Building power occupies the minds of most negotiators but seldom do they take (or have) the time to really invest in building what we like to call their ‘equity’ at the table.
Building power is a tricky thing, and something not to be abused given the risk of alienating your most important audience, your organization’s membership. Power in the hands of a responsible leader can result in important achievements, but in the hands of someone improperly motivated, power can be harmful to your organization’s long-term reputation.
There are five general components to power development – information; personal; organizational; relationships; and context. For today, we will consider information based power.
Information is the easiest form of power to develop, and the most valuable asset that you have in the immediate environment of the negotiation. Detailed research allows you to evaluate the strengths and weaknesses of your bargaining positions, and more importantly, to evaluate those demands being advanced by the other side. To maximize the value of your research, you must understand the information intimately – allowing you to respond to arguments “in the moment” (a critical power-balance factor).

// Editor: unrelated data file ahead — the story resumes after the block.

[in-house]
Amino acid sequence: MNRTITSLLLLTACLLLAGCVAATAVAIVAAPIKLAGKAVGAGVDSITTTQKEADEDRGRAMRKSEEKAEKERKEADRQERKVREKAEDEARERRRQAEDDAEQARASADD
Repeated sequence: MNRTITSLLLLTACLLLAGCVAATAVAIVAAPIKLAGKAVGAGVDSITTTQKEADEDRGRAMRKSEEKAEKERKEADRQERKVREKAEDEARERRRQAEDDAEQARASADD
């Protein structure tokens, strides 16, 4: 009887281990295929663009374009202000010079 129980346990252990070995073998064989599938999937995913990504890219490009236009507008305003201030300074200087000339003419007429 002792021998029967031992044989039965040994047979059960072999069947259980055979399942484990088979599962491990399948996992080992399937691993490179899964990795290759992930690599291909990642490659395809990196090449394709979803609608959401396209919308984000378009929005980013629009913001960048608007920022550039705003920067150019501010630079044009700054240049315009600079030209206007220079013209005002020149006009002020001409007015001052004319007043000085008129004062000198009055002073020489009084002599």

Building your information base is not something you turn to in the weeks leading up to the start of negotiations – it is a continuous exercise. You must look outside of the traditional sources of information, like comparator collective agreements. Your information gathering should range from newspaper clippings to government reports.
In the end, having the information at your fingertips will give you confidence in your positions (a critical factor for new negotiators), and you will present yourself as a ‘subject expert’ whether the other side accepts that or not. Making that type of impression on others is the result of your efforts at developing your ‘information’ power base.